MUSIC PREVEW: Hawksley Hard Workman
It’s a long way to the top when you take the road less traveled from left field and outside the box on the edge of the mainstream and add your own cliché for being “quirky” – but the rewards can be far richer.
Like having a career that lasts longer than one top-40 hit. Like critical acclaim. Like having lots of fans who stick with you no matter what weird thing you get up to. Hawksley Workman is one of these rare artists who have been allowed (or made it happen himself) lots of time to develop exactly his own unique sound, and while there have been radio hits – Striptease in 2001 – he has not relied on them for success. The result has been the making of a prolific and incomparable Canadian cult hero.
Ha! No one is incomparable. Original as he is, veering from genre to genre, from old-time ditties your grandma would like to flinty new wave rock favoured by punk cousins, Hawksley can be compared to a rockier Rufus Wainwright (another guy who takes roads less travelled), along with people like David Byrne, Peter Gabriel, Brian Eno and U2. Heavy company, to be sure, and along with that comes high expectations for his show Friday night at the Winspear Centre.
Hawksley tours behind his latest album, Old Cheetah, his umpteenth album since first turning up in 1999. Not content to be the hardest working Workman in show business, he also plays drums for the Canadian indie supergroup (oxymoron alert) The Mounties with Ryan Dahle (Limblifter) and Steve Bays (Hot Hot Heat); he put together a cabaret called The God That Comes that sold out the Citadel Theatre a few times; and he has been even been making TV appearances. And next we’ll be told he plays every musical instrument and produces, too? Actually, yes.
Tickets to the 8 pm show, with opener Fiona Bevan, are $37, BUY. Workman is also doing a sock drive on this tour, so bring a pair of extra socks for local donations to the Bissell Centre.
Finger Eleven – They were once known as the Rainbow Butt Monkeys, which we’ll never let them forget because it is a teaching moment in the difficult art of band naming. The Ontario band has since redeemed themselves as credible rock artistes, driven to fame by the killer power ballad, One Thing, in 2003. They tour now upon their latest long-player, Five Crooked Lines. River Cree Casino, with the rapper-singer Everlast in support – remember him? Show at 8 pm, tix $40, BUY
Sass Jordan – From bloozy soul shouter to Canadian Idol judge and back again, here is a legendary example of the highest order of the rare performer known as, and comfortable with the term “Rock Chick.” Even acoustically it holds true. Sass performs with her husband Derek Sharpe (current singer for the Guess Who), and opening act Paul Woida at the intimate Nina Haggerty Centre for the Arts, a benefit show for same. Tickets are $125 and include a wine reception, BUY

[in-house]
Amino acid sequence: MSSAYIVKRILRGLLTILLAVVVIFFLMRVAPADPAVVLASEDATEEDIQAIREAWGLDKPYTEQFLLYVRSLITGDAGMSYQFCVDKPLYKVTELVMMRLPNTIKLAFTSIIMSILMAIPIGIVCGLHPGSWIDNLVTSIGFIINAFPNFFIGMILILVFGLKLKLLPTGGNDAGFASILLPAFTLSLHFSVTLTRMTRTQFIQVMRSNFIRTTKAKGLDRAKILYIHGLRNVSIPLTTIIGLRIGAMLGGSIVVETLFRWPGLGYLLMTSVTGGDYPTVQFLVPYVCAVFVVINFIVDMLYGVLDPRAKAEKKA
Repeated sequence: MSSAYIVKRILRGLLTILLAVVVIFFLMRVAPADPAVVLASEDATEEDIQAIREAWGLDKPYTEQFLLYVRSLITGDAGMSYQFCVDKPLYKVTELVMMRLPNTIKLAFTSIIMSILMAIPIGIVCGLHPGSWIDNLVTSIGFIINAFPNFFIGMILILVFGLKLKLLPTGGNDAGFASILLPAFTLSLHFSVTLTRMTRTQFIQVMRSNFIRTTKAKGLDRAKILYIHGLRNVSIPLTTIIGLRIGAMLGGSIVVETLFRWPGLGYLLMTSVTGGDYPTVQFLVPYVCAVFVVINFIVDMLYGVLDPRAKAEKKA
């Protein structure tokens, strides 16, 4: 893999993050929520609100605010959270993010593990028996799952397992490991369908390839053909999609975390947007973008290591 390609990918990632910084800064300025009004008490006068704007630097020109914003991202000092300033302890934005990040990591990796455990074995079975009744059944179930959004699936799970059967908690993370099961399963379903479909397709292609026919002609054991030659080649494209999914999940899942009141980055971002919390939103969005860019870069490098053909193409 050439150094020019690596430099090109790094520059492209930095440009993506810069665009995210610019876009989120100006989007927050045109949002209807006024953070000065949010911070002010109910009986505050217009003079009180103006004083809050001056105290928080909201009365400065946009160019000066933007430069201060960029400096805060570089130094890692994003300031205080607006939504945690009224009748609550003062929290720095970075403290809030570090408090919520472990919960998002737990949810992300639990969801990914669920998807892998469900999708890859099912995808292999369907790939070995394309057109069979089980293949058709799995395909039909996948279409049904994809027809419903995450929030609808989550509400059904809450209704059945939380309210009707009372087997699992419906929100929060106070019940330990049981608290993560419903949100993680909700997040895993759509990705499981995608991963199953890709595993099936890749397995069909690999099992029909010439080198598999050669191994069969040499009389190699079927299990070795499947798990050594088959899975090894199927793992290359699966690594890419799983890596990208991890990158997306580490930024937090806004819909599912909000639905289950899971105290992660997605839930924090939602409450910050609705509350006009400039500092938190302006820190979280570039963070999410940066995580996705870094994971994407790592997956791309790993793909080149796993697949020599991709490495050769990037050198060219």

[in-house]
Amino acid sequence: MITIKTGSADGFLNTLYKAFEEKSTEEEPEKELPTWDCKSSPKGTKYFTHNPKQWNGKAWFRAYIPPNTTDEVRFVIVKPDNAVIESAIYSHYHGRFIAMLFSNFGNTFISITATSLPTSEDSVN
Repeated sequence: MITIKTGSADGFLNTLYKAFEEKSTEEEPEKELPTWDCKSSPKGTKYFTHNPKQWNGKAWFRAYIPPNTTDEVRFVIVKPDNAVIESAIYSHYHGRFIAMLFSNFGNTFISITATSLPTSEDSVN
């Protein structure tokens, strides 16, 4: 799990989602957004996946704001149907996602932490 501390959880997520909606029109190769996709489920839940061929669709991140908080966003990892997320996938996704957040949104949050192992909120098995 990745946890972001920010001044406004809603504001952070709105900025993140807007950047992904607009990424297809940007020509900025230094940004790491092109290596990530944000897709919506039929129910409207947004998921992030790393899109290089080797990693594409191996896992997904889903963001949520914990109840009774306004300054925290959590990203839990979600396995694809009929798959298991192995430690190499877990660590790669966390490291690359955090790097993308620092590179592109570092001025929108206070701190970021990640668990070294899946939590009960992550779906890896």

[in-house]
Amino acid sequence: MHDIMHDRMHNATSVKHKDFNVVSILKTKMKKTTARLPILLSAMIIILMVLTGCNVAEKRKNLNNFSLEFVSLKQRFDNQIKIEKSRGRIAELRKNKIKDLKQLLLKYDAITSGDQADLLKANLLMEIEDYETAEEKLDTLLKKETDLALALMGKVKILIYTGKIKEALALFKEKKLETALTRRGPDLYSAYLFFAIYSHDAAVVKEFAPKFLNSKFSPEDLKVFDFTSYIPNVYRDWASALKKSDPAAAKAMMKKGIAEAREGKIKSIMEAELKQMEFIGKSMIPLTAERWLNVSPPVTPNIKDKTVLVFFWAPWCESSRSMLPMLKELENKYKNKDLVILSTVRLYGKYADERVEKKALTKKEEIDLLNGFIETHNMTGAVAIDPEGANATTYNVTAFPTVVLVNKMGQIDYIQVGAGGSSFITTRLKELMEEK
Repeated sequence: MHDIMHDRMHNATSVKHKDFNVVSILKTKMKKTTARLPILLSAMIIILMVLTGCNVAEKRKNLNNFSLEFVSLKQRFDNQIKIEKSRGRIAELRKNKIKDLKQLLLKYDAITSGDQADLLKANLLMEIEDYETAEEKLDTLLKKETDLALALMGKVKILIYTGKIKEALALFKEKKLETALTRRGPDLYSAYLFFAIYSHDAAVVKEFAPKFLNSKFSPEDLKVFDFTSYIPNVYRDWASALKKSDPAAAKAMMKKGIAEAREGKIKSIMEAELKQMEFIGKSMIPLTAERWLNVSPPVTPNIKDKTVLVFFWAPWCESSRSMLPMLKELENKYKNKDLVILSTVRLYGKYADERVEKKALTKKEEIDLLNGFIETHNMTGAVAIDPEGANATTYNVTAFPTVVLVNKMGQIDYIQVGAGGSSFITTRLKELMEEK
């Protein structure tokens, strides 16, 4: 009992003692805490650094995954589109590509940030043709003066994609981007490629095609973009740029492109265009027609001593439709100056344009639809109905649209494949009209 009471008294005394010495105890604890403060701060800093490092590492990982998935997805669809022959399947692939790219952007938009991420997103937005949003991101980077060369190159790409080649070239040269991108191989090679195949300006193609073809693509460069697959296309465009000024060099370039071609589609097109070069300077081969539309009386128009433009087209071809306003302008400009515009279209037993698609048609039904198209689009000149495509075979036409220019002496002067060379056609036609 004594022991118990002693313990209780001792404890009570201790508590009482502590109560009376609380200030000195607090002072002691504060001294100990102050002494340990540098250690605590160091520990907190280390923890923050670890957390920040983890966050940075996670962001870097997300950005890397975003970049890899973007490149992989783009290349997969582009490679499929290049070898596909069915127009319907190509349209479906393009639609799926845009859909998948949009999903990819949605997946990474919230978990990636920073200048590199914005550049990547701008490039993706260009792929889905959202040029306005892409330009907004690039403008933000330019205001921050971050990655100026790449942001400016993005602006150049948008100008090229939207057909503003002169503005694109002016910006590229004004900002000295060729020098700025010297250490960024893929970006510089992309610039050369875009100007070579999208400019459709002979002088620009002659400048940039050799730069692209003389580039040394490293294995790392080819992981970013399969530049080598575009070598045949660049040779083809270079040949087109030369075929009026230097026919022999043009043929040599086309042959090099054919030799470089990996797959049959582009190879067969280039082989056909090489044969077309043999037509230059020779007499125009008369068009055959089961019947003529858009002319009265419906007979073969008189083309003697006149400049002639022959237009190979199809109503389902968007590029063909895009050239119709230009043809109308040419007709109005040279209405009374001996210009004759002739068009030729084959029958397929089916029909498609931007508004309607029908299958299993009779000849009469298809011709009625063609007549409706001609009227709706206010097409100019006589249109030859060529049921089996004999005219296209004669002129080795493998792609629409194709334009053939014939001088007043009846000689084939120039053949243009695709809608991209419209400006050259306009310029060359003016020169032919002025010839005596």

We Hunt Buffalo – Dirty, grimy psych trio out of Vancouver – the best kind, really. Their new full-length Living Ghosts was released in September, recorded by Jesse Gander (Bison, Japandroids, Anciients). Brixx, 8:30 pm, $10. BUY
Salt-N-Pepa – Yes, hip hop has been around long enough to qualify as “classic,” and so has a welcome home on the casino circuit, no less when it comes to what is considered the first female rap group. From a legacy of 1980s hits such as Push It, Let’s Talk About Sex, and who could forget Shoop, they were disbanded for more than a decade before coming back together in 2007 with the original members – all moms by then – Cheryl James (Salt), Sandra Denton (Pepa) and Deidra Roper (DJ Spinderella). River Cree Casino, 9 pm, $40, BUY
The Unfortunates – A solid blast of good, old-fashioned modern rock awaits fans of this happening local fivesome as they play a newer venue on the radar, called 9910 (easy to remember its location at 9910B 109 Street). No surprise these guys wound up as a Sonic Band of the Month. With openers Death by Robot, another happening Edmonton band, and The Den, 8 pm, $10 advance, BUY
Michael Rault – Why must we refer to returning ex-pats as “Prodigal Sons” as if they’ve done something wrong? Because the Son of Lionel moved away from home, that’s why. This retro rocker is very “Beatlesque,” a term that shouldn’t be thrown around lightly, and tours on his second album, Living Daylight. Wunderbar, 8:30 pm, $10 advance, BUY
The Bros. Landreth – These rustic bilingual indie folksters from Winnipeg do a nice version of Paul McCartney’s Let ‘Em In, along with their own haunting material on the Juno-winning debut record Let It Lie. Starlite Room, with opener Donovan Woods, show at 8 pm, tickets from $17.50, BUY
Ken Stead – Soulful sensitive smart Sherwood Parkian singer-songwriter (a six-S-er!) celebrates the release of his new CD, Fear Has No Place Here. At the Mercury Room, 6:30 pm, $20 advance, BUY